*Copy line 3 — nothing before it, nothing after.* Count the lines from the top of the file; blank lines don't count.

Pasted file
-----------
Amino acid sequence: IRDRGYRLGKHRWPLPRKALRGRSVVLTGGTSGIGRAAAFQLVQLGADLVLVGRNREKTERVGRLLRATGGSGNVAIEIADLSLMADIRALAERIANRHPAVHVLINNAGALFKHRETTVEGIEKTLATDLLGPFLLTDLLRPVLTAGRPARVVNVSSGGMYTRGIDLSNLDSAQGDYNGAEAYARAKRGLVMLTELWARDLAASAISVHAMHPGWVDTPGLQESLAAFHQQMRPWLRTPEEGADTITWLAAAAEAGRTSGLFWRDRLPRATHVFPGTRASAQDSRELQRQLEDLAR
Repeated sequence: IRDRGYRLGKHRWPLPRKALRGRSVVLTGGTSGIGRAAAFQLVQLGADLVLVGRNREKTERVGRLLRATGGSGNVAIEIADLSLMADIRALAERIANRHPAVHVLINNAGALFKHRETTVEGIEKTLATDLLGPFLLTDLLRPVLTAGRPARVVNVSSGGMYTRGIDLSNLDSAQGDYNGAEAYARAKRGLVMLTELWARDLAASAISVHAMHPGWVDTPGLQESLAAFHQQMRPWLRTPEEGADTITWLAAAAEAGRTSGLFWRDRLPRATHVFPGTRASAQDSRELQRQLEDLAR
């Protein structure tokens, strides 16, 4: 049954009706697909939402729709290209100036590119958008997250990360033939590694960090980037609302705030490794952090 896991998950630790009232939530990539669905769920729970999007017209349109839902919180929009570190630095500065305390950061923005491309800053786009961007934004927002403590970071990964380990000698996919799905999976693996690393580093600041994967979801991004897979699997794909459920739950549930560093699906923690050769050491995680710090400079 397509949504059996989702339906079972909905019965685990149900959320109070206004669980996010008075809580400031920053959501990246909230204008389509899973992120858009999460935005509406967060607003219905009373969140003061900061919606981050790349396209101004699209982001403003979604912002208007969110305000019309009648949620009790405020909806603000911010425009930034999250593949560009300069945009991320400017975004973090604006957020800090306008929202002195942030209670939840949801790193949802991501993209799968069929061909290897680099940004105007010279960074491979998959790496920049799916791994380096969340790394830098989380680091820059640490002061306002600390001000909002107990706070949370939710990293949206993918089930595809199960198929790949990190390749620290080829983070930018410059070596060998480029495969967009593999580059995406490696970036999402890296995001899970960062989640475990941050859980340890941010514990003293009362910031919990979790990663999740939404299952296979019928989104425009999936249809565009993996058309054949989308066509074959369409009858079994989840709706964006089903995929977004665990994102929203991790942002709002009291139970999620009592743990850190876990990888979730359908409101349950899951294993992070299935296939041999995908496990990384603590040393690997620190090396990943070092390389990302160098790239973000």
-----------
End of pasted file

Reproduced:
């Protein structure tokens, strides 16, 4: 049954009706697909939402729709290209100036590119958008997250990360033939590694960090980037609302705030490794952090 896991998950630790009232939530990539669905769920729970999007017209349109839902919180929009570190630095500065305390950061923005491309800053786009961007934004927002403590970071990964380990000698996919799905999976693996690393580093600041994967979801991004897979699997794909459920739950549930560093699906923690050769050491995680710090400079 397509949504059996989702339906079972909905019965685990149900959320109070206004669980996010008075809580400031920053959501990246909230204008389509899973992120858009999460935005509406967060607003219905009373969140003061900061919606981050790349396209101004699209982001403003979604912002208007969110305000019309009648949620009790405020909806603000911010425009930034999250593949560009300069945009991320400017975004973090604006957020800090306008929202002195942030209670939840949801790193949802991501993209799968069929061909290897680099940004105007010279960074491979998959790496920049799916791994380096969340790394830098989380680091820059640490002061306002600390001000909002107990706070949370939710990293949206993918089930595809199960198929790949990190390749620290080829983070930018410059070596060998480029495969967009593999580059995406490696970036999402890296995001899970960062989640475990941050859980340890941010514990003293009362910031919990979790990663999740939404299952296979019928989104425009999936249809565009993996058309054949989308066509074959369409009858079994989840709706964006089903995929977004665990994102929203991790942002709002009291139970999620009592743990850190876990990888979730359908409101349950899951294993992070299935296939041999995908496990990384603590040393690997620190090396990943070092390389990302160098790239973000």